It is easy to get complacent about hiking alone, especially when you are in an urban park, but danger can lurk everywhere. On this day, I was hiking along in Bradley Lake Park
in Puyallup, WA. It is behind the Walmart and Pierce College is on the other side, so you don't really expect a true wilderness experience. It is a nice little fishing lake with a playground and a paved path and some other trails through the woods.
It was along one of the trails through the woods where I came upon trouble. I was hiking along a connector trail from a main trail to the paved path around the lake and there was a muddy section in the middle of the trail. It appeared that folks had walked through the mud. There were also small logs and branches in the mud to act as "bridges" through it. You could also tell that many people had walked around the muddy area, widening the trail and even creating other trails around this area. I decided to go for less impact and continue through the mud along the branches. Right in the middle of this area, my left foot slipped off of the small log that I was walking along and I sunk into the mud up to my knee. Now, off balance, my right foot also slipped and now I was sinking into the mud with both legs covered almost over my knees!! I tried to pull my leg up and it would not come, the mud was like cement, holding me down. Finally, I was able to slip my right foot out of my shoe and get my leg up and onto more stable ground. But my lovely (relatively new!!) Keen hiking shoe was still in the mud. I did not want to lose it, so I reached down for it. Now my arm was in the mud up to my shoulder!! I was feeling around for the shoe and finally could feel it. Grabbing the laces I pulled and pulled, trying to wrest it free from the mud. At this point my left leg is still in the mud and with the pressure I was exerting trying to remove my shoe, it was sinking deeper. I never really panicked, knowing that dozens of dog walkers, joggers and fishermen were close by on the asphalt trail around the lake. If I started screaming, I am sure that help would arrive. Perhaps it was foolish to try to save my shoes, but I really liked them and hated the thought of sacrificing them to the mud bog. With a loud "ZWUP", the shoe came up, now completely full of mud. I threw it to solid ground and then worked on my left leg and shoe. I still could not get my leg out of the muck without my foot coming out of the shoe. So I went ahead and slipped out of the shoe and proceeded to try and dig that shoe out of the bog. It was much harder to retrieve. It was deeper than the previous shoe! But I was successful!
Now, in my stocking feet, covered from head to toe with disgusting black mud, I made my way back up to the original trail I had been on and around to the asphalt trail. The first lady who I met in the opposite direction exclaimed, "what happened to you!" "Don't go off the main trail!" I countered. I made it down to the paved path around the lake and actually walked directly into the lake to rinse off. I still had to walk back 1/2 mile to the parking lot and my car. I got a lot of strange looks from the fishermen and dog walkers around the lake, but I was safe and my shoes were saved! Luckily, my backpack was securely on my back (not just hanging off my shoulder) and my camera, keys and phone were also securely zipped up in the pockets. I didn't get any photos of my embarassment. I was so incredibly dirty, I didn't want to get my camera out. And all I could think of was returning to my car and going home to shower.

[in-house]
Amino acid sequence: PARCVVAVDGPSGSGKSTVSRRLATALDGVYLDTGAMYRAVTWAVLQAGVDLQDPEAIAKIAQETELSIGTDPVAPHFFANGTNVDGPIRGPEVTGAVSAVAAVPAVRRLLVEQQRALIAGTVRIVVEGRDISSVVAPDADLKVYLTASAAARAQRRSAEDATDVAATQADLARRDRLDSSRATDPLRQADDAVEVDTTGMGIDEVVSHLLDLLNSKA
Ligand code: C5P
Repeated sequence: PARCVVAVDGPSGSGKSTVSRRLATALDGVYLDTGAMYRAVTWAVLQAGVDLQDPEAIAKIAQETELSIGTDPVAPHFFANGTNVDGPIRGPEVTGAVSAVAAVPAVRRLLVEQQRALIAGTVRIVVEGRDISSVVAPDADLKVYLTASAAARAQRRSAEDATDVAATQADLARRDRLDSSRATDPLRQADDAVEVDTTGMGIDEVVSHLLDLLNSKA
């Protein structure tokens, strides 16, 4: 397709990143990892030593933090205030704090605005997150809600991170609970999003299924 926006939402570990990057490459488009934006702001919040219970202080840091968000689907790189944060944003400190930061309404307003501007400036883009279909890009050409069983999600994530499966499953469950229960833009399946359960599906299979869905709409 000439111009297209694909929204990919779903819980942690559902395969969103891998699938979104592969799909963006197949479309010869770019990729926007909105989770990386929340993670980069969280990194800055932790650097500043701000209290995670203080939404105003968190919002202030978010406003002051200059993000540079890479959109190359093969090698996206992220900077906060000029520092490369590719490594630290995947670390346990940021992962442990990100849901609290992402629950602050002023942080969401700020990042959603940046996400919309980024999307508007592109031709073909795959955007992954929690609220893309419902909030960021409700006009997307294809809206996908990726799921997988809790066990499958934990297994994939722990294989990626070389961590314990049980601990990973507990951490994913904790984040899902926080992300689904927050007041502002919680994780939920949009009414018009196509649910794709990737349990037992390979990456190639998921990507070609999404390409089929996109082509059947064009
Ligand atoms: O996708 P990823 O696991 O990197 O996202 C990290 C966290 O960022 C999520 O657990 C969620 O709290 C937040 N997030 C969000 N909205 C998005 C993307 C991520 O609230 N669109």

More info about how to survive a mud bog or quicksand can be found here
The moral of the story is that ANYTHING can happen on even the most benign trail. So when hiking alone, always follow these guidelines:
- Take well-known or popular trails -- Solo hiking isn't the greatest time to be trying to find the great lost trail or discover a whole new way to a favorite lake. Stick to the beaten path. There's plenty of solitude even on the popular trails and help is never far away.
- Be aware of your surroundings -- Resist the urge to listen to that Ipod. Keep an eye out for signs of bears, cougars and other predators. Look for fresh tracks, droppings or scratches in the trees. Listen for noises in the forest close to the path. If anything doesn't seem right in any area of the forest, turn back.
- Check weather and trail advisories ahead of time -- Before even considering hiking alone, check the local national, state/provincial, or municipal web site for predator warnings, trail closures, trail conditions and weather forecasts.
- Bring a whistle -- If injured or lost, a whistle will carry further than yelling and can be heard over wind and rain conditions.
Ryan and I have raised $885 for the WTA so far this month and we only have a few more days left! We are 59% towards our goal of $1500. It's not too late for you to contribute something. If the check is in the mail, I have a grace period until September 10th to get it to the Washington Trails Association. Or you can contribute instantly with a credit card on the website.
Before I got caught in the mud, I had done 1.5 miles around the Lake Loop Trail bringing my hikeathon total up to 47 miles. I will be hiking a couple of miles on the PCT with Ryan when I see him again before the end of the month! His blog is http://www.anotherlongwalk.com/
and we have a webpage on the WTA websitehttp://www.gifttool.com/athon/OurTeamPage?ID=1468&AID=1098&TID=6902
and my individual fund-raising page:
It looks like I can hike 50 miles on my own at home, on my layovers at work and while joining Ryan on the PCT. If you don’t want to donate via credit card on the website, checks can be made out to Washington Trails Association and sent to me at the address below. Thanks so much for any help you can provide! And stay safe out there!!
Amanda Arkebauer, PO Box 16131, Seattle, WA 98116